If there are differing opinions on Fields, you can blame it on the fact that, like pretty much all of us, 2020 was a big step backwards for him. The difference is, not many of us were coming off the kind of 2019 he had. Like Wilson last year, in 2019 Fields had just three INTs and rushed for 10 TDs. But he threw for an unbelievable 41. Unfortunately he followed that up with 22 TDs and six INTs in his eight games last year. Still, you can take a slight step back from that and still be way out ahead of most of the competition. He's demonstrated better traits than Wilson as a thrower, with more power in his arm but also the ability to throw with touch and pace. Skills that I guess you'd associate with being the former shortstop that he is. The Buckeyes system was predicated on quick timing throws to the shorts, flats and intermediate areas, where Fields excelled with incredible accuracy, with a career best 70.2% completions and 9.3 yards per attempt. Plus he mostly played in a pro style scheme with a lot of lining up under center, but with some RPO experience mixed in. If he's got drawbacks, they seem to be decision making, recognizing coverages before the snap and handling pressure. Indiana got him off his game with blitzes. And he didn't do himself many favors in the blowout loss to Alabama in the National Title game. But still. He's got all the physical traits. He's got elite toughness. He's a dual-threat QB with as much upside as anyone in his class. He could come off the board as high as second. But there's no chance he drops past five.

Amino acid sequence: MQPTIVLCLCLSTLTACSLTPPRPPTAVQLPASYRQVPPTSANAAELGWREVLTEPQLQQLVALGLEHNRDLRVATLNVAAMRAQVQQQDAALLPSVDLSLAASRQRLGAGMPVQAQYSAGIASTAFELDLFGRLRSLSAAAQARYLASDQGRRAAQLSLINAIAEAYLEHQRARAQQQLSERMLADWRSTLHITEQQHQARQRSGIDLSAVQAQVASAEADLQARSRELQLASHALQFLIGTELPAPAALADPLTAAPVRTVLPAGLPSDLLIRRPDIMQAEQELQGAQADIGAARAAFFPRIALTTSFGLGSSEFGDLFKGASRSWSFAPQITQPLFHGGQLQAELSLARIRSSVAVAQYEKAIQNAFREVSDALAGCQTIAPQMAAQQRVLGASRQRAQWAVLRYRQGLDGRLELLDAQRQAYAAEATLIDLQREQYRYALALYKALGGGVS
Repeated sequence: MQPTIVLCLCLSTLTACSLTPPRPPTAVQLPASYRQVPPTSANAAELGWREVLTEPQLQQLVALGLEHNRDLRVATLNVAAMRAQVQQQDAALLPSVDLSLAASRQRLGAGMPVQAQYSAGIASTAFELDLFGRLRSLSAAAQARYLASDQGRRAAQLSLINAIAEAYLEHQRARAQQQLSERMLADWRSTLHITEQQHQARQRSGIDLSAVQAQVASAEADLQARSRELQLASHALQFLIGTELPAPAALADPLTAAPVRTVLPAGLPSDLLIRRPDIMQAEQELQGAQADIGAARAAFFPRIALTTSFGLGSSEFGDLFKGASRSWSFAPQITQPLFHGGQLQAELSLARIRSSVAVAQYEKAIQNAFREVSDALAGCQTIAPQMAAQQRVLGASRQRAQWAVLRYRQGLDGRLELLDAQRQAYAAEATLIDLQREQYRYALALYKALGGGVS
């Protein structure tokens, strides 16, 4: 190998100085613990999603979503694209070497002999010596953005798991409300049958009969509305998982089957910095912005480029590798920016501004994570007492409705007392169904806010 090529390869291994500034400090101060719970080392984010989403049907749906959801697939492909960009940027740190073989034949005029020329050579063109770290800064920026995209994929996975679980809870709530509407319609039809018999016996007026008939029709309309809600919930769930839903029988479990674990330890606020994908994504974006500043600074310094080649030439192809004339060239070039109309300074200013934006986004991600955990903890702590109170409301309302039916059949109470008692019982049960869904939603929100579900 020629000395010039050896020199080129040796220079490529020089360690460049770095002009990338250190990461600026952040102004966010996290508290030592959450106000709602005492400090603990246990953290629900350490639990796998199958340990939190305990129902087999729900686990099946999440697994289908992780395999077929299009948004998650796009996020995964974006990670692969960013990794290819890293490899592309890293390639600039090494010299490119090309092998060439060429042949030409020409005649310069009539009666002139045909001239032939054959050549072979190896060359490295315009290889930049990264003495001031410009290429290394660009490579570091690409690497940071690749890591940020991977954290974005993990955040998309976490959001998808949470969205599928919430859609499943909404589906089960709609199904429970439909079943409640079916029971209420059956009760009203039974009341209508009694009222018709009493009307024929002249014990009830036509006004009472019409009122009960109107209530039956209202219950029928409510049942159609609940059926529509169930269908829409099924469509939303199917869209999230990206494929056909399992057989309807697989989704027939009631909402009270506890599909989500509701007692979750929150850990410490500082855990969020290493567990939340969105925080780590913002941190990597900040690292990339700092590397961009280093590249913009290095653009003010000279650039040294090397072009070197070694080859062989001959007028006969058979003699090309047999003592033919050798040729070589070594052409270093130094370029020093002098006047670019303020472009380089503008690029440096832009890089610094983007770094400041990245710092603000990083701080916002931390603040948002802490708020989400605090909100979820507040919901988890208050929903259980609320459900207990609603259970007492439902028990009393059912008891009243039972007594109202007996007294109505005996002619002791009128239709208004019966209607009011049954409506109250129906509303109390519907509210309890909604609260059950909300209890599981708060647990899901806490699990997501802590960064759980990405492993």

Compares to the other leading brand: Dak Prescott
Trey Lance, North Dakota State. 6-4, 226 lb, 4.64
To give you an idea of what kind of athleticism Lance has, he got a lot of interest from BCS teams in 2018, but as a safety. He was determined to stick to quarterbacking, so he settled for the FCS to keep that dream alive. Smart move. After redshirting a year, he earned the Bisons' QB1 job, led them to a 16-0 record and threw zero interceptions to go along with his 28 touchdowns and 1,000 yards on the ground. Most of those rushing yards came on designed runs, but he's shown the maturity when it comes to keeping designed passing plays alive when the protection breaks down rather than just tuck and run. Which is a lot to ask for a guy with just 17 career starts. As is a draft spot high in the 1st round. But that's what he's earned with his poise, explosive athletic traits, ability to run through contact as well as make tacklers whiff, and live arm. He's also got one of the hardest things to teach, which is play action ball skills. A lot of times guys are either born with that innate ability to sell the fake handoff magic trick or they never get it. Lance consistently got second- and third-level defenders to bite on the fake and then took a flamethrower to them. The obvious question is how soon you can trust a guy who played DII, went from redshirt freshman year to the NFL draft, and who didn't play last year because his program moved all their games to the Spring. He's the prototype of where the pro QB position seems to be heading. What's going to decide where Lance goes is which teams can afford to let him get there and which think he's there already.
Compares to the other leading brand: Young Cam Newton
Potential 1st and 2nd Rounders:
Mac Jones, Alabama. 6-3, 217 lb, 4.79